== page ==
HARRISBURG, Pa. — Monday afternoon, the State House Children and Youth Committee will hold a hearing on the state of childcare in PA. Childcare centers have been hit hard by the pandemic, as more families work from home. The centers have long called on the General Assembly to do something to help them during this time.
According to the Department of Human Services, 481 licensed child care centers in the state have closed since the pandemic began. Others have seen drastic drops in enrollment.
After being shutdown when the pandemic first began, Shady Lane School in Western PA has only 20 percent of children return to their center in the months following the shutdown. To reopen, they were looking at a loss of about $50,000 per month. The shut down had cost them $250,000.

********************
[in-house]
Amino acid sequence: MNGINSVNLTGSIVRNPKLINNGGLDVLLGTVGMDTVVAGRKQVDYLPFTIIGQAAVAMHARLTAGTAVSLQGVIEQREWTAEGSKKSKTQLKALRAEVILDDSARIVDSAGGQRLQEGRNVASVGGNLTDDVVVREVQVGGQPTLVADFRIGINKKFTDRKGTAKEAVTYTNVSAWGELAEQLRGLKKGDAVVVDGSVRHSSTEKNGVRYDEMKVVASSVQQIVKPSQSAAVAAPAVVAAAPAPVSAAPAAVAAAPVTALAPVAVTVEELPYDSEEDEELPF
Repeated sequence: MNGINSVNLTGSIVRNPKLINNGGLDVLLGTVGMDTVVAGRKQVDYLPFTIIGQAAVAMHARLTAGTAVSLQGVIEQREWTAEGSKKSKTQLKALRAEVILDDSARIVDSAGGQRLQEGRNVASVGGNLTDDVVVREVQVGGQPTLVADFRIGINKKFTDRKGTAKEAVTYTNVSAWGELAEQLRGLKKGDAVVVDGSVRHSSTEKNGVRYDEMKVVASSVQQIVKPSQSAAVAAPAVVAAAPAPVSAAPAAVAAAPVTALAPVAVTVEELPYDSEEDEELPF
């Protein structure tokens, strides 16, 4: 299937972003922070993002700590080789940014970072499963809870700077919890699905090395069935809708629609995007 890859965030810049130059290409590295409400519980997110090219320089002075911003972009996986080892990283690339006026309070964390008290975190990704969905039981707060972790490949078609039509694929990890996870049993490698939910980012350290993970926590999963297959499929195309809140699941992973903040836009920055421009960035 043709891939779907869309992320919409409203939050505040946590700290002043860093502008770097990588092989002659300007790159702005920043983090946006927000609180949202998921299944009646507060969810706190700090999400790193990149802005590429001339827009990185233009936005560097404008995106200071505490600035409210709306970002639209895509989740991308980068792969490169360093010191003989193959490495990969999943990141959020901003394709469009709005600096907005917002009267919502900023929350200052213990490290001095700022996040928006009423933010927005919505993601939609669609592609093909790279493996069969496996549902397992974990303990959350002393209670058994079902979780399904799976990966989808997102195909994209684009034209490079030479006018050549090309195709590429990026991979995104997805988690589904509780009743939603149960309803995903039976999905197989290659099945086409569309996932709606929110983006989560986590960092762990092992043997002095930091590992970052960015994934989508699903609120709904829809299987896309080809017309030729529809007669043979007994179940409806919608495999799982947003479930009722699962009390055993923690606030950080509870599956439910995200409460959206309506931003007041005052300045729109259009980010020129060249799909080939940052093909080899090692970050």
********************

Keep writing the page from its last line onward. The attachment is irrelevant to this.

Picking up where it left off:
Bright Horizons Child Care Center in Dauphin County, also saw a significant decrease in enrollment, from about 100 kids to 17 over the summer.
To help the child care industry, the Wolf Administration announced the allocation of CARES Act funding. In June, child care centers received $51 million and then received another $116 million in the following months. Earlier this month, the Wolf Administration allocated $303 million in federal money from the Coronavirus Response and Relief Supplemental Appropriations Act of 2021 to support child care providers.
There was a subsidy chance in September that requires child care centers to be reimbursed based on their actual attendance, and not their pre-pandemic numbers as they had been doing, which was another financial hit to some child care centers.
All these issues are expected to be discussed at Monday's 1pm House Children & Youth Committee hearing. Help for these child care centers could come through future legislation, relief packages, or the upcoming budget.